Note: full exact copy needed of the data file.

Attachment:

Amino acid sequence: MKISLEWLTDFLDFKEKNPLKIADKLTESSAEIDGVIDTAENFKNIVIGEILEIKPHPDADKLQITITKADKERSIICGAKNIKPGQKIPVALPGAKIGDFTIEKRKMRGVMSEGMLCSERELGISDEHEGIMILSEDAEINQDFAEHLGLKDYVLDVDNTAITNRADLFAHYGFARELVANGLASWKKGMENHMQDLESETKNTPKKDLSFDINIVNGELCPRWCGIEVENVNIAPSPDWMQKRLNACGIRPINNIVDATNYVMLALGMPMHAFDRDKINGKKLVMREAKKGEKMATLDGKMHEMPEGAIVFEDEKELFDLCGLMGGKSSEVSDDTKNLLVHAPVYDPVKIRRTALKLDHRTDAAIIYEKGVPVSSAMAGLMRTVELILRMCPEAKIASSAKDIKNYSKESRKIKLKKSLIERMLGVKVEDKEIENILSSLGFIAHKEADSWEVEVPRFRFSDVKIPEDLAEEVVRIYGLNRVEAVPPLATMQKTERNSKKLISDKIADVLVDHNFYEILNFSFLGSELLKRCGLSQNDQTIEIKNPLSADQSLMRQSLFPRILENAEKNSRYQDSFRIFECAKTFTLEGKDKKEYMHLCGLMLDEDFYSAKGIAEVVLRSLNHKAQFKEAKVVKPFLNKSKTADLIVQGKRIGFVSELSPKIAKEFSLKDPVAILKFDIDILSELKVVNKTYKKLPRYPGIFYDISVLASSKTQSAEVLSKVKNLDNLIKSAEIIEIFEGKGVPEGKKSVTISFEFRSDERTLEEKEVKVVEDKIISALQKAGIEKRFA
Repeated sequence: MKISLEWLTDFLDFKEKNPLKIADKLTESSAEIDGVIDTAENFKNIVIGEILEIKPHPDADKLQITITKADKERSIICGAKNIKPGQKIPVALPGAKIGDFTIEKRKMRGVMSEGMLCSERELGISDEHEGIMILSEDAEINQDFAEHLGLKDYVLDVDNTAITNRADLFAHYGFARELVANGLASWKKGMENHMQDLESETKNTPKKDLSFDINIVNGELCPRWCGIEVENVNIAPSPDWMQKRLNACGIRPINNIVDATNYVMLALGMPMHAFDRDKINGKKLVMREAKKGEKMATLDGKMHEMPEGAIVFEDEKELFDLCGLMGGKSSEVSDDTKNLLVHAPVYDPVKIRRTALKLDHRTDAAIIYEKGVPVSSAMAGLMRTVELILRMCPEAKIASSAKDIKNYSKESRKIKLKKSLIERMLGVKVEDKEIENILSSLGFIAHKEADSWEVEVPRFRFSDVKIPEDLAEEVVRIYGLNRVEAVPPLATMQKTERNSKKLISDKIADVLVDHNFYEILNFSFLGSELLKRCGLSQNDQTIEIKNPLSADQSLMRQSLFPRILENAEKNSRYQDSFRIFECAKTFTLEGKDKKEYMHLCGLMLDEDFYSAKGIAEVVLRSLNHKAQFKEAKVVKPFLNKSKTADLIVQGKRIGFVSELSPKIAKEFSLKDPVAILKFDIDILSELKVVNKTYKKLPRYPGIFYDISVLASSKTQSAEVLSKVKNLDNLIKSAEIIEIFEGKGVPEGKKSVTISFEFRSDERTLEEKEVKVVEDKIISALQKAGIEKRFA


Amino acid sequence: MKISLEWLTDFLDFKEKNPLKIADKLTESSAEIDGVIDTAENFKNIVIGEILEIKPHPDADKLQITITKADKERSIICGAKNIKPGQKIPVALPGAKIGDFTIEKRKMRGVMSEGMLCSERELGISDEHEGIMILSEDAEINQDFAEHLGLKDYVLDVDNTAITNRADLFAHYGFARELVANGLASWKKGMENHMQDLESETKNTPKKDLSFDINIVNGELCPRWCGIEVENVNIAPSPDWMQKRLNACGIRPINNIVDATNYVMLALGMPMHAFDRDKINGKKLVMREAKKGEKMATLDGKMHEMPEGAIVFEDEKELFDLCGLMGGKSSEVSDDTKNLLVHAPVYDPVKIRRTALKLDHRTDAAIIYEKGVPVSSAMAGLMRTVELILRMCPEAKIASSAKDIKNYSKESRKIKLKKSLIERMLGVKVEDKEIENILSSLGFIAHKEADSWEVEVPRFRFSDVKIPEDLAEEVVRIYGLNRVEAVPPLATMQKTERNSKKLISDKIADVLVDHNFYEILNFSFLGSELLKRCGLSQNDQTIEIKNPLSADQSLMRQSLFPRILENAEKNSRYQDSFRIFECAKTFTLEGKDKKEYMHLCGLMLDEDFYSAKGIAEVVLRSLNHKAQFKEAKVVKPFLNKSKTADLIVQGKRIGFVSELSPKIAKEFSLKDPVAILKFDIDILSELKVVNKTYKKLPRYPGIFYDISVLASSKTQSAEVLSKVKNLDNLIKSAEIIEIFEGKGVPEGKKSVTISFEFRSDERTLEEKEVKVVEDKIISALQKAGIEKRFA
Repeated sequence: MKISLEWLTDFLDFKEKNPLKIADKLTESSAEIDGVIDTAENFKNIVIGEILEIKPHPDADKLQITITKADKERSIICGAKNIKPGQKIPVALPGAKIGDFTIEKRKMRGVMSEGMLCSERELGISDEHEGIMILSEDAEINQDFAEHLGLKDYVLDVDNTAITNRADLFAHYGFARELVANGLASWKKGMENHMQDLESETKNTPKKDLSFDINIVNGELCPRWCGIEVENVNIAPSPDWMQKRLNACGIRPINNIVDATNYVMLALGMPMHAFDRDKINGKKLVMREAKKGEKMATLDGKMHEMPEGAIVFEDEKELFDLCGLMGGKSSEVSDDTKNLLVHAPVYDPVKIRRTALKLDHRTDAAIIYEKGVPVSSAMAGLMRTVELILRMCPEAKIASSAKDIKNYSKESRKIKLKKSLIERMLGVKVEDKEIENILSSLGFIAHKEADSWEVEVPRFRFSDVKIPEDLAEEVVRIYGLNRVEAVPPLATMQKTERNSKKLISDKIADVLVDHNFYEILNFSFLGSELLKRCGLSQNDQTIEIKNPLSADQSLMRQSLFPRILENAEKNSRYQDSFRIFECAKTFTLEGKDKKEYMHLCGLMLDEDFYSAKGIAEVVLRSLNHKAQFKEAKVVKPFLNKSKTADLIVQGKRIGFVSELSPKIAKEFSLKDPVAILKFDIDILSELKVVNKTYKKLPRYPGIFYDISVLASSKTQSAEVLSKVKNLDNLIKSAEIIEIFEGKGVPEGKKSVTISFEFRSDERTLEEKEVKVVEDKIISALQKAGIEKRFA